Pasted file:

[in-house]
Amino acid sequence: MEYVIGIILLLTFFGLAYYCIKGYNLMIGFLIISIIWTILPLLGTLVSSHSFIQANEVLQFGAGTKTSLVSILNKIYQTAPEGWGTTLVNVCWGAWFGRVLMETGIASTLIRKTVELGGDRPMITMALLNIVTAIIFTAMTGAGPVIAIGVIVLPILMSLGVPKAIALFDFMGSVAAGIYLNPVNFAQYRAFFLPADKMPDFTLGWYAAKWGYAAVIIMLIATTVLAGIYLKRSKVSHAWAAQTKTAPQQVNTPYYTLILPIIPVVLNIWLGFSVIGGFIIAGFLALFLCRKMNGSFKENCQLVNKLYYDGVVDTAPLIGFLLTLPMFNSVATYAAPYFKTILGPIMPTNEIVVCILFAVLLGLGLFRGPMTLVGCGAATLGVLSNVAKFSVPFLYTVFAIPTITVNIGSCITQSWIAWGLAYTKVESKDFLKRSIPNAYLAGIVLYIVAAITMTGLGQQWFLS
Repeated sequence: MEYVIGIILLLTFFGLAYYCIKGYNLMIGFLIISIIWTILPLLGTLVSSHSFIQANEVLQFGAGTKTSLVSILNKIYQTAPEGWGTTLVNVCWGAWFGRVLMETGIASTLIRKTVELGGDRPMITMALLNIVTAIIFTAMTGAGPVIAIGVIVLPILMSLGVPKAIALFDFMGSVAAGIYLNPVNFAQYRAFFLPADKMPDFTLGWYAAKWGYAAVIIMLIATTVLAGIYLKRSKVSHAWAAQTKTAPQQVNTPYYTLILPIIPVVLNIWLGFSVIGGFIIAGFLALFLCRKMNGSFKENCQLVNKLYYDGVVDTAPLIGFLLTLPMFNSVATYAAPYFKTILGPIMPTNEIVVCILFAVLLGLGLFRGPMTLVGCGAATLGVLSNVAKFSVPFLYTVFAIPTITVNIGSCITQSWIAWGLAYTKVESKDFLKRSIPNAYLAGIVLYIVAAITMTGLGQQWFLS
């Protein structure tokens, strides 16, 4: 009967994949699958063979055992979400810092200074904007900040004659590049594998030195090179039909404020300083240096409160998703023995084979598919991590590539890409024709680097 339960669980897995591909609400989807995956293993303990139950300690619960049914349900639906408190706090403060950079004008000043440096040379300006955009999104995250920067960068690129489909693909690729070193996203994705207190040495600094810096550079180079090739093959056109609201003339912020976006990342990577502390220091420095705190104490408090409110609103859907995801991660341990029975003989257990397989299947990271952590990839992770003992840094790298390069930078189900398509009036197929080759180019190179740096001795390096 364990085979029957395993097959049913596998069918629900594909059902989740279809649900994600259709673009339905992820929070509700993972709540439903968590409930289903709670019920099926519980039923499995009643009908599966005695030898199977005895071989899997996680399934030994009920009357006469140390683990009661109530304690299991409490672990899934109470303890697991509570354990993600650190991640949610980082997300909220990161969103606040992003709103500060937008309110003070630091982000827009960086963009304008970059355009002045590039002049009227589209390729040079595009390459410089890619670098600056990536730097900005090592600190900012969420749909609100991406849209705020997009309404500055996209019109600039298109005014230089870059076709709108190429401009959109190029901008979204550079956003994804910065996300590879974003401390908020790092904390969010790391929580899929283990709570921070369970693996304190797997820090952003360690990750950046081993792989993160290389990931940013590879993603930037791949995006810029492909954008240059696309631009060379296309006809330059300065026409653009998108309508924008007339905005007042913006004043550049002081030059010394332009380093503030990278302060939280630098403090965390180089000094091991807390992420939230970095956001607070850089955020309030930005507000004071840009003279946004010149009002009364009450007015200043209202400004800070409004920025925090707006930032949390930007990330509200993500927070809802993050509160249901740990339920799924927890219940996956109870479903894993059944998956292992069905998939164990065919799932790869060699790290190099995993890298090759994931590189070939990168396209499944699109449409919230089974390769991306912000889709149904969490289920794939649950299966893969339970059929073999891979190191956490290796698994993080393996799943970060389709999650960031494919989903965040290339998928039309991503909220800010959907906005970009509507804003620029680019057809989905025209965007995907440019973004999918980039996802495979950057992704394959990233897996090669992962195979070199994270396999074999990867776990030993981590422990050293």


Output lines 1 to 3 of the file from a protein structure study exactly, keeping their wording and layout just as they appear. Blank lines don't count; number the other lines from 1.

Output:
[in-house]
Amino acid sequence: MEYVIGIILLLTFFGLAYYCIKGYNLMIGFLIISIIWTILPLLGTLVSSHSFIQANEVLQFGAGTKTSLVSILNKIYQTAPEGWGTTLVNVCWGAWFGRVLMETGIASTLIRKTVELGGDRPMITMALLNIVTAIIFTAMTGAGPVIAIGVIVLPILMSLGVPKAIALFDFMGSVAAGIYLNPVNFAQYRAFFLPADKMPDFTLGWYAAKWGYAAVIIMLIATTVLAGIYLKRSKVSHAWAAQTKTAPQQVNTPYYTLILPIIPVVLNIWLGFSVIGGFIIAGFLALFLCRKMNGSFKENCQLVNKLYYDGVVDTAPLIGFLLTLPMFNSVATYAAPYFKTILGPIMPTNEIVVCILFAVLLGLGLFRGPMTLVGCGAATLGVLSNVAKFSVPFLYTVFAIPTITVNIGSCITQSWIAWGLAYTKVESKDFLKRSIPNAYLAGIVLYIVAAITMTGLGQQWFLS
Repeated sequence: MEYVIGIILLLTFFGLAYYCIKGYNLMIGFLIISIIWTILPLLGTLVSSHSFIQANEVLQFGAGTKTSLVSILNKIYQTAPEGWGTTLVNVCWGAWFGRVLMETGIASTLIRKTVELGGDRPMITMALLNIVTAIIFTAMTGAGPVIAIGVIVLPILMSLGVPKAIALFDFMGSVAAGIYLNPVNFAQYRAFFLPADKMPDFTLGWYAAKWGYAAVIIMLIATTVLAGIYLKRSKVSHAWAAQTKTAPQQVNTPYYTLILPIIPVVLNIWLGFSVIGGFIIAGFLALFLCRKMNGSFKENCQLVNKLYYDGVVDTAPLIGFLLTLPMFNSVATYAAPYFKTILGPIMPTNEIVVCILFAVLLGLGLFRGPMTLVGCGAATLGVLSNVAKFSVPFLYTVFAIPTITVNIGSCITQSWIAWGLAYTKVESKDFLKRSIPNAYLAGIVLYIVAAITMTGLGQQWFLS